(LE MARS)–The mayor of Le Mars expects soldiers who’ll leave the National Guard Armory in Le Mars for active duty in Afghanistan to see the community’s commitment to their service Thursday night.
Members of Wasmer Post 241 of the American Legion in Le Mars are organizing the recognition and support for Le Mars Troop C of the First Squadron, 113th Infantry, 34th Division. The Troop will be deployed this summer.
Mayor Dick Kirchoff told the City Council Tuesday Troop C will receive community convenants Thursday night at seven at the National Guard Armory on Highway Three East.
“The city, the chamber, board of supervisors, the police, the fire department, the sheriff, Le Mars Community High School, veterans of Wasmer Post 241, the school board, Gehlen Catholic, Floyd Valley Hospital, the Daily Sentinel newspaper, and KLEM Radio will all be signing these commitments and as I said we will be presenting this to the 34th Division Thursday night at seven o’clock,” Kirchoff says.
A total of 15 representatives of employers, educators, civic and business leaders are slated to sign the community covenants.
(LE MARS)–Amnesty is the option the Le Mars City Council is choosing to encourage Le Mars residents to stop sump pumps from emptying into sanitary sewers sending more water into the Wastewater Treatment system.
Wastewater Treatment superintendent Ron Kayser says, at this time of year, large amounts of water flow into the treatment facility. He explained the bottom line could be more money.
“The problem is if it doesn’t get fixed it’s going to be more money–essentially you’re adding on to a plant,.” Kayser explained. “Right now we’re handling it. I’m not going to say we have a lot of excess capacity, but if we have to build for the capacity of all the sump pumps and the other drains that are running in there that aren’t supposed to be, it’s alot of money to spend that you don’t have to.”
Councilmember Ken Nelson suggested a summer intern could help the city address sump pumps connected to the sanitary sewers, fencing, zoning, odd and even parking and tree trimming issues.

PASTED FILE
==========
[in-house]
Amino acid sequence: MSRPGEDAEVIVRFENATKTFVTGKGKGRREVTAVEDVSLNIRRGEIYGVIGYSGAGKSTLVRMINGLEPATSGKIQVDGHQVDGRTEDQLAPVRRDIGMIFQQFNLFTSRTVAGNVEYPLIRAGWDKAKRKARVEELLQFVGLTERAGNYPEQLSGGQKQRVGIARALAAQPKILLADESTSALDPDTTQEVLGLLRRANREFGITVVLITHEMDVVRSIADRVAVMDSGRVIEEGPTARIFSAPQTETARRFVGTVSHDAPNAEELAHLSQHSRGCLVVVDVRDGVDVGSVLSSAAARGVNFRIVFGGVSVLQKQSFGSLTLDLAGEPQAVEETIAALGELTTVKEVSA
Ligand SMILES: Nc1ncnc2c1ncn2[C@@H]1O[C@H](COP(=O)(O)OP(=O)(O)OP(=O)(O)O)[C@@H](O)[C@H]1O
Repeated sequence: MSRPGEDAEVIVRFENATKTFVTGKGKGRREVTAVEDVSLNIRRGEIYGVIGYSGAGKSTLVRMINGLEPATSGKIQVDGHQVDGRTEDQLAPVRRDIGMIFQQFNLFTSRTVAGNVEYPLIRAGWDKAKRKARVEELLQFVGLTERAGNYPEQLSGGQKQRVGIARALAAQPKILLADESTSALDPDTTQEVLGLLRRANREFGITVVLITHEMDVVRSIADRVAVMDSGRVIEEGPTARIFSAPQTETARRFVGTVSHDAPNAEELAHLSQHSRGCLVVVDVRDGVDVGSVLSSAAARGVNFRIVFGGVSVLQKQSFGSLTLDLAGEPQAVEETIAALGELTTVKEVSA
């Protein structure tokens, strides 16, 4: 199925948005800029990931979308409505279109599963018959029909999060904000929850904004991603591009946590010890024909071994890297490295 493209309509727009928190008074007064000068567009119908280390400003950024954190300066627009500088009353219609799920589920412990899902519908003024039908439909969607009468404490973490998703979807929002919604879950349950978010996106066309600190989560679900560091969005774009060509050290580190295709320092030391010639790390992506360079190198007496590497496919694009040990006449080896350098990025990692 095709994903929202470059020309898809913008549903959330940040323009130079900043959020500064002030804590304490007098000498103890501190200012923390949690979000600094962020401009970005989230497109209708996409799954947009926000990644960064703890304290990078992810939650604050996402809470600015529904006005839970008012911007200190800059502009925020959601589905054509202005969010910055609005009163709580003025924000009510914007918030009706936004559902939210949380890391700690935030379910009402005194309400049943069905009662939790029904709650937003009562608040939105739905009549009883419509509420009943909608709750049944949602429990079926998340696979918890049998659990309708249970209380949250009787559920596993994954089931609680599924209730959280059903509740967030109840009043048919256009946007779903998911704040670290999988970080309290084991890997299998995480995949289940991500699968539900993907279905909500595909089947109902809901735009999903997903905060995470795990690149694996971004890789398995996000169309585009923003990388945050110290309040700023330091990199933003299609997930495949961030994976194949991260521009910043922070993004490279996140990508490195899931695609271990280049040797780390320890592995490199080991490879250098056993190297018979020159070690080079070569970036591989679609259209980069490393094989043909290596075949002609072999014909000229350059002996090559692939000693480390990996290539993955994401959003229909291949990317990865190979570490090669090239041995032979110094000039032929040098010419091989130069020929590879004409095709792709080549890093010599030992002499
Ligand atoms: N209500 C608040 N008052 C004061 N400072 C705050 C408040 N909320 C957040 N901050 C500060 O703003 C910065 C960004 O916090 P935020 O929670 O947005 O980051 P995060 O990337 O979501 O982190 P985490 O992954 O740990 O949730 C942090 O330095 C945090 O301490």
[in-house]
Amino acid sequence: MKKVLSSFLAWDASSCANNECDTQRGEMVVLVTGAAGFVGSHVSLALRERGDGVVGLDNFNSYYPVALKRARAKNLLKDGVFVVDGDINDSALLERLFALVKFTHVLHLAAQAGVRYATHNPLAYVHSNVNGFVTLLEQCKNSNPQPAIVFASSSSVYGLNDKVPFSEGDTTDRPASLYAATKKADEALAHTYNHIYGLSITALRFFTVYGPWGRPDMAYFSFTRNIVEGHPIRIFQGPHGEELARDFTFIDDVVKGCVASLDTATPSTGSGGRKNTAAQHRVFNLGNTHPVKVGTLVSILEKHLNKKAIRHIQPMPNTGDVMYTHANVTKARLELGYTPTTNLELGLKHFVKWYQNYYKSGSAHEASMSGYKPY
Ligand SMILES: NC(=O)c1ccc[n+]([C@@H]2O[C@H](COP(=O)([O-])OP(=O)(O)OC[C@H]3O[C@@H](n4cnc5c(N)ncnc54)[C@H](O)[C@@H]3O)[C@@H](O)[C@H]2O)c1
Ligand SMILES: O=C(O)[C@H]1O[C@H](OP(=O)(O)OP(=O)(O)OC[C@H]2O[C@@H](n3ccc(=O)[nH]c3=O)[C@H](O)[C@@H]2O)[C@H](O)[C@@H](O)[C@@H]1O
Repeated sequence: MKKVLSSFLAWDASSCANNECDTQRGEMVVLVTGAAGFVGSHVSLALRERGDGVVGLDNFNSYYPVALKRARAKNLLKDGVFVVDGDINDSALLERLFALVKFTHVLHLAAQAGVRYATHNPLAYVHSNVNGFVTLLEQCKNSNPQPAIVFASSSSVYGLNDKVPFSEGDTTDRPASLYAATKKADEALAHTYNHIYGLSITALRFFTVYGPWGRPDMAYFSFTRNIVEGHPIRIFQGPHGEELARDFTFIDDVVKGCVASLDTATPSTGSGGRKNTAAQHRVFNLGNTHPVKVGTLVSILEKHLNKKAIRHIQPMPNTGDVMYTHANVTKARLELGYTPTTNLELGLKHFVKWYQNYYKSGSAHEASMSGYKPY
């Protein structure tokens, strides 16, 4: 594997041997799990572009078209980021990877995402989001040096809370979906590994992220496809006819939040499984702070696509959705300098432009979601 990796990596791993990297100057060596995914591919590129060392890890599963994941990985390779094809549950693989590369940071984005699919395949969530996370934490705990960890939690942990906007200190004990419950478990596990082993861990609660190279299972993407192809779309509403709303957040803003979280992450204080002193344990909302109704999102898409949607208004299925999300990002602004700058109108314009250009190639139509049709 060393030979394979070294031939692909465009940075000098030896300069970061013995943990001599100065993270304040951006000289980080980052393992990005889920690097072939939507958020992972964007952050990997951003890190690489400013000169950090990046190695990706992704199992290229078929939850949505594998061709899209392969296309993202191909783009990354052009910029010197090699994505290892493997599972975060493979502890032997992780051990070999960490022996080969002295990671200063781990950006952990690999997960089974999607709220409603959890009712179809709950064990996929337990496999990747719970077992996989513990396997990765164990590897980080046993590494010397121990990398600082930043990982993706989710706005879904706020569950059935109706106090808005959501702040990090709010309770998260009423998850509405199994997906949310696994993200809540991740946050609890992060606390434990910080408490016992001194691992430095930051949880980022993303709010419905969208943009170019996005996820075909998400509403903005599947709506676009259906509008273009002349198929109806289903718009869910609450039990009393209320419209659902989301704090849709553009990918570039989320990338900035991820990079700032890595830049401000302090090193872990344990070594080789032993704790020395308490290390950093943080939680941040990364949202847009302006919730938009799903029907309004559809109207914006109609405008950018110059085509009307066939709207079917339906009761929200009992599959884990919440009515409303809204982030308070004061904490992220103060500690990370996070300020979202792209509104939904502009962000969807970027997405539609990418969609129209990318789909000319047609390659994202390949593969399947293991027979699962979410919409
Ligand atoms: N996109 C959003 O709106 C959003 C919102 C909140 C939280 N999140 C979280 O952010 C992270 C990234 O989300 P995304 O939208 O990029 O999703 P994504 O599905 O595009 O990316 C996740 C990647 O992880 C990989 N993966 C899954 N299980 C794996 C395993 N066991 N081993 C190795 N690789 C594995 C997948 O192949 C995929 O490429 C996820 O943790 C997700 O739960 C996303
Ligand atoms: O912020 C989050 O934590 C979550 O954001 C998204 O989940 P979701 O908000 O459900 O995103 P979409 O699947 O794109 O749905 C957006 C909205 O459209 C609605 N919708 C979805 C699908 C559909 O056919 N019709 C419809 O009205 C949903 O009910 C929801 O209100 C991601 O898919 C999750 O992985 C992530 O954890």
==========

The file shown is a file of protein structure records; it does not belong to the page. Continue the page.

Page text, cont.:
“Let him go door to door and accomplish some of these things and inform people that they don’t have a system that’s proper,” Nelson says. “Give them the authority to go down and take a look at their plumbing and go out and tell them they need to trim their trees up 10 feet off the ground on the street–cover a whole bunch of issues all at once.”
Under city code, the city could assess 750 dollars a day for violations now. None of the council members or city staff spoke in favor of that direction. Amnesty was proposed by Councilmember John Rexwinkel.
“We need to enforce, but I think we need an amnesty period to let people adjust,” Rexwinkel says. “It’s going to require plumbing work and you’re not going to get plumbers overnight. I’d suggest you give people until the end of the year to become in compliance on the sump pumps and then you’d be ahead of next spring’s thaw.”
City administrator Scott Langel recommended the Council have the water, wastewater and code enforcement departments direct the sump pump checks rather than choosing a specific area of the city or dividing the city by quadrants over a period of years.
(LE MARS)–The Le Mars City Council Tuesday voted to accept the Highway Three widening project as a completed project. An explanation was presented on payments a contractor didn’t receive and
penalties for delayed completion of the project near Floyd Valley Hospital.
April 20th at noon was set as the time for comments on a hearing to refund bond issues from 2002 and 2003 to save an estimated 91-thousand dollars.
Based on council discussion, options to solve traffic congestion on Lincoln Street Southeast, east of Le Mars City Hall, will begin with temporary no parking signs.
Three options to fix potholes on Business Highway 75, South of Highway Three, range from resurfacing to patching. Costs are to be prepared for Council consideration. City crews continue to fill potholes.
The Council decided to get more information before agreeing to post some fishing ponds as catch and release only for fishing.
(LE MARS)–Awareness is the focus of a proclamation for Sexual Assault Awareness Month in Plymouth County.
Board of Supervisors chair Jim Henrich Tuesday read and signed a proclamation urging county residents to participate in activities and events for Sexual Assault Awareness month.